China Securities Finance Corporation is not state owned in the same sense as Central Huijin, as its shareholders include both Shanghai and Shenzhen Stock Exchanges and other commodities and future exchanges which are legally not a part of the state but categorized as “non-profit, social entities” administrated by the China Securities Regulatory Commission. These stock exchanges are, however, de facto governed by the state. The Shanghai Stock Exchange, for example, has an Organizational Department and a Discipline Inspection Department, both of which are CCP organs. Also, as we discuss below, CSFC was a definitive part of the “national team” in the 2015 crisis. Moreover, the Chairman and management teams (such as Nie Qingping and Xue Wenshi) are all CCP cadres with extensive career histories in the party-state and SOEs, especially banks.

  17. 17.

    To determine state versus non-state ownership, we focused on the ultimate controller of each firm. If ultimate controllers were organs of the state, including various levels of government and ministries as well as universities, we coded them as state.

  18. 18.

    Interview with private institutional investor, Shanghai (May 2017)

  19. 19.

    Interview with private institutional investor, Shanghai (May 2017)

  20. 20.

    In Chinese, 中国民生投资有限公司 or 中民投.

  21. 21.

    Among CMIG’s shareholders, seven are Vice Chairman of the All-China Federation of Industry and Commerce, four are Representatives of the National People’s Congress, and seven are member of the National People’s Political Consultative Conference.

  22. 22.

    “The vision and first steps of CMIG: A conversation with Dong Wenbiao.”《中民投的愿景和第一步, 对话董文标》2015-11-12.

  23. 23.


  24. 24.


  25. 25.

    This strategy clearly replicates that of the asset managers and SASAC committees for public sector firms and resembles the “puzzling demerging and decentralization” of public firms in Hungary described by David Stark in the 1990s. Just as in the Hungarian case, restructuring of balance sheets results in the creation of networks of firms with corporate satellite structures (Stark 1996).

  26. 26.

    Corporate filings show that the asset-liability ratio for CMIG went to .67 in 2015 and then over .75 for 2017 and after. Accessed through WIND database, August 2019.

  27. 27.

    Interview with private investor (July 2019). “CMIG and Ningxia Autonomous Region sign joint strategic collaboration agreement.” CMIG press release. August 28, 2014.

  28. 28.

    “CMIG and China Great Wall begin collaboration on all fronts.” CMIG press release. March 1, 2019.《中民投与中国长城资产开展全面合作》

  29. 29.

    “Zhao Leji visits CMIG.” 《央视新闻联播:赵乐际到访中民投股东单位》CMIG Press Release. May 22, 2019.

  30. 30.

    Chen Yanrong. “A new management structure for CMIG has surfaced.”《中民投新管理架构浮出水面》, China Financial News, August 27, 2019,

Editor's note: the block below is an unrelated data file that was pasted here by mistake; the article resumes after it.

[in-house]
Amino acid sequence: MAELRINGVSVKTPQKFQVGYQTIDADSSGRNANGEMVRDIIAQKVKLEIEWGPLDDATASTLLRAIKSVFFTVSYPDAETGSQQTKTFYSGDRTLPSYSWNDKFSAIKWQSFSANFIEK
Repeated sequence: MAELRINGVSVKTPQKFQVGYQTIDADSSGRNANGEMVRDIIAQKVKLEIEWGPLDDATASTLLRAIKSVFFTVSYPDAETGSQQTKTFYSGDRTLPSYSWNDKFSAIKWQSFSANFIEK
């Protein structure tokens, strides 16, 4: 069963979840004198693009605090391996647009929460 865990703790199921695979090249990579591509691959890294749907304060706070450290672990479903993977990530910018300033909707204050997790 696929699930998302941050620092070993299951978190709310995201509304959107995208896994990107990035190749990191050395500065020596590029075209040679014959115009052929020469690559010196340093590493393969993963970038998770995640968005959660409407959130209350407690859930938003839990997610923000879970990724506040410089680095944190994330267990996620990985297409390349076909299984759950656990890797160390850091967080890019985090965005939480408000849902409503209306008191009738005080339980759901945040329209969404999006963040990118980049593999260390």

31. 31.

    As one analyst put it, “The shares of the CMIG are too scattered. No one really cares about the company’s money, nor does it care whether a project is really making money. I am afraid it is a fatal problem.” Wu Hongwei, “CMIG seeks to survive by breaking its own arm.” 《断臂求生中民投》. Caixin, February 18, 2019.

  32. 32.

    Interview, Shanghai (July 2019).

  33. 33.

    Data from Emerging Market Information Systems (EMIS) 2018 and PNB Annual Report.

  34. 34.

    This observation based on author’s interviews with Malaysian business elites, October 2018.

  35. 35.

    Beginning in 2015, the China Federation of Industry and Commerce, in cooperation with the State Council, launched a campaign that calls for private firms to participate in poverty alleviation in China. Over 30,000 private firms participated in this campaign. Some big firms such as Alibaba, Tencent, Baidu, Wanda, etc. have spent billions. By June 2018, Tencent, for example, donated RMB 1.5 billion for poverty alleviation. Jack Ma at Alibaba in December 2017 announced that Alibaba will invest RMB 10 billion in poverty alleviation. See “Private Firms Put Great Efforts in Poverty Alleviation, What have Tencent and Alibaba done?” Sina Finance. October 17, 2018.; Fan Su. “Participating in Poverty Alleviation, Effects between State-owned Firms and Private Firms.” Caixin. July 30, 2017.


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The authors wish to thank the Department of Faculty Research and Development of Harvard Business School for research funding and support. For helpful comments and suggestions, we thank Josh Aizenman, Jude Blanchette, Gao Chen, Andy Collier, Nancy Dai, Rafael DiTella, Joseph Fewsmith, Jimmy Goodrich, Jingsheng Huang, Saori Katada, Kristen Looney, Jonas Nahm, Barry Naughton, Margaret Pearson, Tony Saich, Stacy Tan, Kellee Tsai, and participants at the 2019 Society for the Advancement of Socioeconomics meeting and the USC Marshall China Research Workshop. For research assistance, we thank Yihao Li, Jamie Chen, Andy Fan, Dave Hicks, Mike Shao, and Zhiying Xie.

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Correspondence to Meg Rithmire.

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Chen, H., Rithmire, M. The Rise of the Investor State: State Capital in the Chinese Economy. St Comp Int Dev 55, 257–277 (2020).

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  • China’s political economy
  • State shareholding
  • State-business relations
  • State capitalism
  • China’s financial system